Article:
Termites devour 10M rupees in Indian bank vault

Termites chewed through 10 million rupees in a bank vault at the State Bank of India in Arthur. CBS/AP

CBS/AP
Police in India are investigating after termites apparently broke into a bank's strong room and munched their way through 10 million rupees ($222,000) of currency, Global Post reports.

Staff at the State Bank of India in Arthur, near the northern India city of Luck, were horrified when they opened the steel vault to discover the damage, blaming it on an insect infestation.

Reports said police have not ruled out foul play.

Acting bank manager J.P. Dived blamed the age of the building housing the strong room, saying it was riddled with termites.

"We have been trying our best to keep currency notes safe but the termite problem here is so enormous that it would be better to move the branch elsewhere," he told Daily News & Analysis.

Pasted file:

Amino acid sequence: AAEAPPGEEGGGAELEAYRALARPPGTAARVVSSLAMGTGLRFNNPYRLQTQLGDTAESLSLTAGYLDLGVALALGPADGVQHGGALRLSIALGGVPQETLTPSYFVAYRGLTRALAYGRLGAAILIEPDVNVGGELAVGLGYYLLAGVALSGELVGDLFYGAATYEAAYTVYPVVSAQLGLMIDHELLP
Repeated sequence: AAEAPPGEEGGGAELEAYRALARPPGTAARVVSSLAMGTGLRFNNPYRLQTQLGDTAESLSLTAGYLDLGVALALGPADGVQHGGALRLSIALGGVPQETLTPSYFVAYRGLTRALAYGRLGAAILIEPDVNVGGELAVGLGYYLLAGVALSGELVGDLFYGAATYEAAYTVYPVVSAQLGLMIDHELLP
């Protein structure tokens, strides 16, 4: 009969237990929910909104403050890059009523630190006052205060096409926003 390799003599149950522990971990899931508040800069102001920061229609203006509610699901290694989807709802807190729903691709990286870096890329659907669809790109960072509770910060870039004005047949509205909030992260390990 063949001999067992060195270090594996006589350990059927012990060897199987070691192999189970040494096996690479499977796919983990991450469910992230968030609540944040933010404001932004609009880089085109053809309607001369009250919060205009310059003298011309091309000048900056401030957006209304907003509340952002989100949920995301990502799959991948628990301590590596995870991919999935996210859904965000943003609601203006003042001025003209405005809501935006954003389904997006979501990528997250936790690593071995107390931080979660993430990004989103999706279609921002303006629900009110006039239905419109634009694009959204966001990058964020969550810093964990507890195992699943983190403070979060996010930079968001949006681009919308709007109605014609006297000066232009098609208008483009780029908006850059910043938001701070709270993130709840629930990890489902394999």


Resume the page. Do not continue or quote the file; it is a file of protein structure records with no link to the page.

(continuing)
Police spokesman Nanette Rama said termites had previous damaged bank furniture and documents before turning their attention to the strong room, where cash had been stored since January.

"It's a matter of investigation how termites attacked bundles of currency notes stacked in a steel chest," he told the Associated Press.

He said police had registered a case of negligence by bank officials over the destruction, the full value of which was not immediately known.

"The exact amount of damaged currency is still to be calculated, but it is estimated to be around [10 million rupees]," he said.

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